intermittent dieters lost more weight, and more fat mass, than the people who dieted continuously for 16 weeks. The intermittent dieters lost an average of 31 pounds, and 27 of the lost pounds were fat.

Dr Layne Norton

Norton’s “Reverse Dieting” came out before this research. Norton’s does an excellent job of going over this in…

Reverse Dieting

Fundamentally, “Intermittent Feeding” and "Reverse Dieting amount to…

Yo-Yo Dieting

Yo-Yo Dieting is associated with individuals who go on a low calorie diet. Then quit and go back to their original diet and at times consuming even more calories.

Ironically, Yo-Yo Dieting can also be an effective tool for decreasing weight/body fat.

The same principle applies only in reverse, as Norton demonstrated with “Reverse Dieting” and the research shows with “Intermittent Dieting”.

The Roman Diet

It will work to some degree.

However, it is plagued with flaws.

Kenny Croxdale


#4

Cheers mate, I suspected that but appreciate confirmation from another human being.


#5

Wow okay thanks for the detailed feedback.
I’ve not been able to watch the vids / read the articles yet but will do this evening.
Hopefully not too much info for my simple inexperienced brain but will give it a good go.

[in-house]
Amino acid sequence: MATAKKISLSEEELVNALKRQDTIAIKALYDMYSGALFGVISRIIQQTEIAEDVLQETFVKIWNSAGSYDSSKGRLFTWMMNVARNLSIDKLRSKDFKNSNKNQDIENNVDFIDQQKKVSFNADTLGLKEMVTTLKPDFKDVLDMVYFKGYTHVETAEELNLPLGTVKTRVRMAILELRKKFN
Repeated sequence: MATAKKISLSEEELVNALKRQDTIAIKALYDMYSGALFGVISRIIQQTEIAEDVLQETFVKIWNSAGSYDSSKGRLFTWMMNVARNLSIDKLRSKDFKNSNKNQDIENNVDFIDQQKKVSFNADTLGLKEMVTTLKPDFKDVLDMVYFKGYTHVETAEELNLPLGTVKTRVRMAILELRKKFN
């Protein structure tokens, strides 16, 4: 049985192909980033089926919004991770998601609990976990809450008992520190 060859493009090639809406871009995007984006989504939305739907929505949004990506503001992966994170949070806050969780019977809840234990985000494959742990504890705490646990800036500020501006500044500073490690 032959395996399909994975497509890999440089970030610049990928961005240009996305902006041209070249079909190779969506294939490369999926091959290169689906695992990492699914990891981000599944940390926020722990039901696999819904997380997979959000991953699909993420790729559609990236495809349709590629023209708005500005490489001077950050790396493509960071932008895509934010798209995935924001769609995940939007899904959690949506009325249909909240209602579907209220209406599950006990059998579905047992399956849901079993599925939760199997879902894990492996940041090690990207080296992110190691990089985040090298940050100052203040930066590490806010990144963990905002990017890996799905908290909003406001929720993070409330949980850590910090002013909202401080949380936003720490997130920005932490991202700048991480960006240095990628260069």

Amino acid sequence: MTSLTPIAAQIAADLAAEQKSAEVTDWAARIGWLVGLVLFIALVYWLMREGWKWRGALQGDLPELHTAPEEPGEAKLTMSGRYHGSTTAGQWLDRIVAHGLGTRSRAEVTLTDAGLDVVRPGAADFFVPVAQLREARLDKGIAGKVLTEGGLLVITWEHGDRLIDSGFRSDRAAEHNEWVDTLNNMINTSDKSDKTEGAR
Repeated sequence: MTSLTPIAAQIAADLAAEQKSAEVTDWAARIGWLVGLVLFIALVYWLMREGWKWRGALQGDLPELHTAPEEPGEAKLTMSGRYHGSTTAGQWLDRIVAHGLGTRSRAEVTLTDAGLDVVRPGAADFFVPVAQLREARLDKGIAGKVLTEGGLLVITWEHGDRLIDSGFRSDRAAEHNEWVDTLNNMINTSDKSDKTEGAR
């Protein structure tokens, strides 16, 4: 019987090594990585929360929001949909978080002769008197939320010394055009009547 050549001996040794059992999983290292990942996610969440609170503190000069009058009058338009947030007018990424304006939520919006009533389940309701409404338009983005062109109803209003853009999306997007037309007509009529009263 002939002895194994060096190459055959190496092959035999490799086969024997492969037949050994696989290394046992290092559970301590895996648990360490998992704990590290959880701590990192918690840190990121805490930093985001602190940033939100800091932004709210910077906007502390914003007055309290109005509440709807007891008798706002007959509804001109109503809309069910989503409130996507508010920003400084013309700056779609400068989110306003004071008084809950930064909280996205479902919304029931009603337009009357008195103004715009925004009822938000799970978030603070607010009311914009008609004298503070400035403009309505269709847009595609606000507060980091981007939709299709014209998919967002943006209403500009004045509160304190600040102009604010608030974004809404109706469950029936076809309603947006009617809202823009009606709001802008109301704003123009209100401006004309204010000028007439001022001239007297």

Appreciate your time.


#6

At your body fat percentage you’re being overly-conservative with the calories, IMO. Recomping is for people who have a decent, muscular body wrapped in a bit too much adipose tissue. Go ahead and do it if you like as long as you don’t mind the long slog. You will get results provided you have the stamina to see it through for +12 months.

As things stand, your biggest advantage at this moment is that your fat percentage will actually allow you to shed lbs at a much greater rate than someone much leaner. You should be looking to diet as aggressively as possible. Along with a proper lifting plan (T-Nation anyone), you may even be able to build some muscle along the way.


#7

Thanks for your input mate. So I should shoot for lower calories? I think I’d struggle with that.

From a lifting perspective I’m focusing on compound lifts with 1 or 2 accessories, hitting each major group twice a week with a 6-8reps, slightly heavier and 90sec rest on Mon/Tues then similar movements with some differences for 8-12, slightly lighter with 60 sec rest on Thur/Fri.

My focus is definately to gain muscle, but I’d like to be able to see it too. My main problem area is my belly, because as I said, I was a beer monster. Also pecs and quads to a lesser extent. The rest of me just needs to grow.

Thanks again.


#8

Absolutely lower calories. There are myriad of options. A middle road approach would be the type of system Nate Myaki uses. Search his articles on this site and use the lower calorie calculation. You could even kick off this with a super strict 14 day blitz, e.g. going 1500 kcals, etc. Your training sounds as though it’s covering the basics so nail down the nutrition now. Good luck.


#9

Cheers!


#10

Take advantage of your simple, inexperienced brain and just do what the program instructs.